Recently, I talked about an article in Current Psychiatry that I found frustrating. This week, I want to highlight one I thought was interesting and has some value to us as consumers. In the June 2007 issue of Current Psychiatry, Dr. David L. Wagner suggested a new way to identify when hypomania might be present.
Hypomania is a problem because, as you know, it’s more subtle than full-on mania … and harder to detect. Most of us won’t spring out of nowhere with full-blown mania, so being able to identify the signs early can help you get help before the symptoms take over your life.
Dr. Wagner used the word “FLIGHTY” as a way to remember the signs:
**F-**Flights of ideas, talking before you think
**L-**Lacking attention, distracted, trouble reading a book, preoccupied with unimportant things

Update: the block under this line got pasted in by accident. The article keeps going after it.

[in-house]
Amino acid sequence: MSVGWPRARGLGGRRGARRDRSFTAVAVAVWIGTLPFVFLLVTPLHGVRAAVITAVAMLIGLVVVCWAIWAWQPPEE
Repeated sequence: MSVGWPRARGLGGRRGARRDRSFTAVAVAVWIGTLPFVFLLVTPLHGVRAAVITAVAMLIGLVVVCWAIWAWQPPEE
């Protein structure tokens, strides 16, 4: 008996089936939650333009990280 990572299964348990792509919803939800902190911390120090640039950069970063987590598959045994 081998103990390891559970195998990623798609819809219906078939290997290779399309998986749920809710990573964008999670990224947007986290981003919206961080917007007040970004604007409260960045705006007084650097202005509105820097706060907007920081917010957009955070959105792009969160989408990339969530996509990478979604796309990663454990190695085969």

**I-**Insomnia, high energy with little sleep
**G-**Grandiosity … feeling more important, smarter, or creative than others
**H-**Hyperactive, agitated, starting a lot of projects and finishing few
**T-**Talkative, tongue-tied, pressured speech
**Y-**Yearnings … excessive involvement in pleasurable or risky behavior
You might find this helpful to note in your wellness tool kit as a way to help identify when you’re moving into hypomania. If you’re showing these signs, you also need to work on a plan of action to get assistance before full-blown mania hits. Mary Ellen Copeland’s WRAP Plan and an advance directive might be good tools to help you with that action plan.
What other tips or tools do you have that could help you or a loved one “catch” hypomania?